One of the great pleasures of Grow Appalachia is seeing the love of dirt passed from generation to generation. A recent visit to home gardener Sherrie Browning provided the opportunity to chat with her mom Lily Church, camera shy son in law Dustin Smith, and great grandson/grandson and son Josiah. Josiah’s big sister Brook Lynn was at school with her mother Brandi who is a grade school teacher.
Sherrie grew up helping her mom and dad with the family garden and is one of our most knowledgeable and energetic Grow Appalachia participants. She raised baby chicks until several of our gardeners had set up their coops. And she recently organized the distribution of plants from the greenhouse on her side of the mountain when the bridge washout kept Harts area gardeners from making it to the Big Ugly Community Center for a ten day period.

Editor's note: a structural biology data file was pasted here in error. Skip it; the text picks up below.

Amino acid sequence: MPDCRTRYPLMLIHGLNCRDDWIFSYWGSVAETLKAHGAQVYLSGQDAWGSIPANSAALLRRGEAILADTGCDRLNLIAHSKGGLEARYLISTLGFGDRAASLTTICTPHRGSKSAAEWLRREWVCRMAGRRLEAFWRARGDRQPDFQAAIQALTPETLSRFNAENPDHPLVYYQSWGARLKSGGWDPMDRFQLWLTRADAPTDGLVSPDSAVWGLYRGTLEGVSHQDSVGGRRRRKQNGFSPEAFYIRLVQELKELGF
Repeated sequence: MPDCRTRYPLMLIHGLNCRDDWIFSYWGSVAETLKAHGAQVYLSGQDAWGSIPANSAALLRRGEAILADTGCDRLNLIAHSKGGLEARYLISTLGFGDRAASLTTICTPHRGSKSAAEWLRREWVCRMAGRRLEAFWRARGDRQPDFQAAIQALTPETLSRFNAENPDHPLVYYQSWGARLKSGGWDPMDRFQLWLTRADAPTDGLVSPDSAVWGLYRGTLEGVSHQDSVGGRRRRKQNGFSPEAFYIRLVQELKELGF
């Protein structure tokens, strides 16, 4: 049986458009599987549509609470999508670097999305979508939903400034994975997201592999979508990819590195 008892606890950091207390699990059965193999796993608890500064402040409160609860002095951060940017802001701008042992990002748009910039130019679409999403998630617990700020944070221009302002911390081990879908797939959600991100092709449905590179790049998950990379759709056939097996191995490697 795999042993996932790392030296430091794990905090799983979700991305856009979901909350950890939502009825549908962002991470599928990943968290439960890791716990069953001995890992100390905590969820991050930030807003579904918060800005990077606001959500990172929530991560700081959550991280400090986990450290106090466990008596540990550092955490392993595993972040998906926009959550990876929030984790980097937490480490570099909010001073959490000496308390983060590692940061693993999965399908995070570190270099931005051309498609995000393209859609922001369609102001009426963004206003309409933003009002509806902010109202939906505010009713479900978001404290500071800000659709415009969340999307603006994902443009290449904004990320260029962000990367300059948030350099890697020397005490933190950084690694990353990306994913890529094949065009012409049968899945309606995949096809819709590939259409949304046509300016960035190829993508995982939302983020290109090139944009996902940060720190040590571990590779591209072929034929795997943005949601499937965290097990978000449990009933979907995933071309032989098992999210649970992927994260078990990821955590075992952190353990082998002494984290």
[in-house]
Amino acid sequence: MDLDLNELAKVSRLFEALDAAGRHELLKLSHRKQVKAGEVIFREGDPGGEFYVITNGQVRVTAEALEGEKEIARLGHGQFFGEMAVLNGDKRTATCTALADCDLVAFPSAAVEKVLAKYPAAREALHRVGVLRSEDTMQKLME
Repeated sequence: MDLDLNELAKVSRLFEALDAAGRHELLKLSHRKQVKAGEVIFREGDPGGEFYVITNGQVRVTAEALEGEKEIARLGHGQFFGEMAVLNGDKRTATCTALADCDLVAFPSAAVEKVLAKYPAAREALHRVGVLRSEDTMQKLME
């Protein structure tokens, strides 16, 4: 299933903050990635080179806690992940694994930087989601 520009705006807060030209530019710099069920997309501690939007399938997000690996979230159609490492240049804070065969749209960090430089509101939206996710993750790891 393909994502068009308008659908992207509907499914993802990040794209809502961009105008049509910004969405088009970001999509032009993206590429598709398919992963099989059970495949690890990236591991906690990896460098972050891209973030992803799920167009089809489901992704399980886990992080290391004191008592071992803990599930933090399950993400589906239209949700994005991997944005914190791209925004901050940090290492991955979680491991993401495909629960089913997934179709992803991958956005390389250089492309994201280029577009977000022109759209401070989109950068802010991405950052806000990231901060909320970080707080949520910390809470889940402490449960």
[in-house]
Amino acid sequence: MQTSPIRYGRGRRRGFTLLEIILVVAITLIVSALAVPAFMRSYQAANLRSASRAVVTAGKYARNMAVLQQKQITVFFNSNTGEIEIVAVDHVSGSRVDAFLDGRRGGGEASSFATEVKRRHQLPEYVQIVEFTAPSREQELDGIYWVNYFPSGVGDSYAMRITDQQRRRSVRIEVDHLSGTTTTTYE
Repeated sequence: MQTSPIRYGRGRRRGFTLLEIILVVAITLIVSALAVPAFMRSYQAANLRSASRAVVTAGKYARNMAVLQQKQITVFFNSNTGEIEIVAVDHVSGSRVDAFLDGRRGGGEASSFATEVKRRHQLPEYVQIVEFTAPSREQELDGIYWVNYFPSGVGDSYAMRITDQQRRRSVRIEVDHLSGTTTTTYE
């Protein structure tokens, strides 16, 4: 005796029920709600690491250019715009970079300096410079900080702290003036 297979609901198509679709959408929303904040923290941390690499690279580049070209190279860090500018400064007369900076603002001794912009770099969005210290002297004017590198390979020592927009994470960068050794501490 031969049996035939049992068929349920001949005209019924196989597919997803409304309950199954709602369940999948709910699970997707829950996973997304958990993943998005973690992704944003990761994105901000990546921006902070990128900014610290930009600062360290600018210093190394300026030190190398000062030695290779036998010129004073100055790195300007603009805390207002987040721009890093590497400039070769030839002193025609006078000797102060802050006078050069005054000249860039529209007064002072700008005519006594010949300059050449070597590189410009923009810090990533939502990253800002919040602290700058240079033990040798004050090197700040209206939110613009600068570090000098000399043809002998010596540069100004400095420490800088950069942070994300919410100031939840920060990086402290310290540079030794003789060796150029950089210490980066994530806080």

Like many of our gardeners, she was recovering from the recent flash floods. The nearby creek backed up and washed through her garden. The potatoes survived:
But her beans were less lucky and she will need to replant those rows. The are looking forward to harvesting and canning beets and cabbages that are already well along as well as warmer weather crops to come.
The Church-Browning-Smith clan are an example of how families help each other garden across the life cycle. Lilly keeps up her own garden in her 70s, even though she lives only a few hundred yards from Sherrie. Dustin and Brandi have recently bought their first home in an adjacent county and juggle their garden with raising their two children and busy combinations of school and work as, respectively, and EMT and a grade school teacher. But they are back and forth helping each other with tilling and harvesting, canning and child care so that all four generations can walk out their door and pick a fresh tomato, pepper or bean, but share in the larger tasks of putting up crops for the increasingly challenging West Virginia winters.